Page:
Scientists gathered at the Hotel Biancaneve in the town of Nicolosi, from which participants could watch Etna’s activity at all hours of the day. For some participants, spending time on an active volcano was a completely new experience, but for others, it was business as usual. The variety in the disciplines and the backgrounds of the participants is one of the strengths of the DCO Early Career Scientist workshops, with microbiologists learning from volcanologists, geochemists from geodynamicists, and all combinations in between.
As in previous years (see reports from the 2014 and 2015 DCO Early Career Scientist Workshops), the scientific program focused on the variety of expertise brought to the table. Everyone shared a short “lightning” talk about their work, making sure to communicate across scientific community boundaries. And in a fun but engaging way, several participants embraced the mass of an elephant as a unifying scale to think about quantities of elements or minerals on Earth.
More elephants! 240,000,000,000 Indian elephants worth of C burial in Sichuan lake. Definitely a popular unit of mass at #DCOECS17— Deep Carbon Obsrvtry (@deepcarb) August 31, 2017
“It was incredible hosting this group of multi-disciplinary, and multi-talented, scientists in my home of Sicily,” said Stagno. “I can’t wait to see what happens next for this group as we collaborate and move the field of deep carbon science forward.”
Lead workshop organizer Vincenzo Stagno (Sapienza University of Rome, Italy) invited several researchers from local research institutes at Palermo (Universita degli studi di Palermo and INGV Palermo) and Catania (INGV Catania), to the workshop, who generously shared their time and expertise to educate the group on Etna’s eruptive capabilities, history, and geochemical settings. Boris Behnke (INGV Catania), for example, ended his talk with a vibrant video montage of Etna erupting, and the next day led a fascinating field trip to the summit of the volcano. Unfortunately the participants did not reach the crater’s edge, however, co-organizer Peter Barry (University of Oxford, UK) managed to capture some incredible footage using a drone-mounted camera, which can be seen below.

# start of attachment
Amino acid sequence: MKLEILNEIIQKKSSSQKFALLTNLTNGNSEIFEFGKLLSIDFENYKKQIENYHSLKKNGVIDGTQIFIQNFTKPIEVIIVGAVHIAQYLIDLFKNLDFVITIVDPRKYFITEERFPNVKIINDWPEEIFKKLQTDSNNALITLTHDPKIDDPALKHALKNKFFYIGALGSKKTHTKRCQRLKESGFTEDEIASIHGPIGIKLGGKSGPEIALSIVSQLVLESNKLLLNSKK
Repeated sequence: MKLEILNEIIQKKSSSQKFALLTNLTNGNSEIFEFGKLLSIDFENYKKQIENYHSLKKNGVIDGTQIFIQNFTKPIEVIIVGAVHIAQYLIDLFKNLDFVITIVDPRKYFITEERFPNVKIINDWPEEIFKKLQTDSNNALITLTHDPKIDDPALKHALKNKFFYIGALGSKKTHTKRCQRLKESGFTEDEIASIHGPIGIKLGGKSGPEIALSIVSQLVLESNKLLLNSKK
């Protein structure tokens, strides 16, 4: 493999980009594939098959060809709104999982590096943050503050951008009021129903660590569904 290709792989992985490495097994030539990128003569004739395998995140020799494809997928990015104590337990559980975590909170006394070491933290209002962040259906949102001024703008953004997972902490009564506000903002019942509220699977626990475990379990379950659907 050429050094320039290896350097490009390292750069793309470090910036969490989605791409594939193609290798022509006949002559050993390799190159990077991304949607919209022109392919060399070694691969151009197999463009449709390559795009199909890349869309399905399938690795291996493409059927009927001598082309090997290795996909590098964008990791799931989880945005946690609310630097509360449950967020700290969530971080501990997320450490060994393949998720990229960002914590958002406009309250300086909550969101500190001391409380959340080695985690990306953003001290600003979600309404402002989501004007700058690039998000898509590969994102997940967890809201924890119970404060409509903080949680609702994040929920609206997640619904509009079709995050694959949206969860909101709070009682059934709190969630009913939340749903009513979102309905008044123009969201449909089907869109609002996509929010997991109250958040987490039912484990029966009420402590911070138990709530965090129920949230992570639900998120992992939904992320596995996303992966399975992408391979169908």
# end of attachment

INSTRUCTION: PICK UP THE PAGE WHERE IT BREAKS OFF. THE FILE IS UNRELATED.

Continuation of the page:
During a second field trip, participants visited the mud volcanoes of Paterno’ with guide Salvatore Giammanco (INGV Catania). The second trip afforded the opportunity to collect samples for studying deep carbon degassing and microbial activity in these active geological settings.
The last morning of the workshop included a series of breakout sessions and group discussions led by Task Force 2020’s (TF2020) Beth Orcutt (Bigelow Laboratory for Ocean Sciences, USA) and Antonio Costa (INGV Bologna, Italy). This TF2020 “mini workshop” helped identify how DCO can best support early career researchers after the program culminates in 2019, and investigated new avenues for multi-disciplinary science focused on volatile cycling on Earth and other planets.
The organizing committee, Vincenzo Stagno, Giancarlo Tamburello (INGV Bologna, Italy), Peter Barry, Valerio Cerantola (ESRF, France), Melitza Crespo-Medina (Inter-American University of Puerto Rico), Tobias Keller (Stanford University, USA), Riikka Kietäväinen (Geological Survey of Finland), and Katie Pratt (University of Rhode Island, USA) all played a significant role in the success of the workshop. They would like to thank Veronica Stopponi and Marco Caruso (Sapienza Univerisity of Rome, Italy) for their tireless assistance, as well as generous sponsorship from the DCO, Thermo Fisher Scientific, West Systems, CarboPAT, INGV, the town of Nicolosi, and the Italian Society of Mineralogy and Petrology.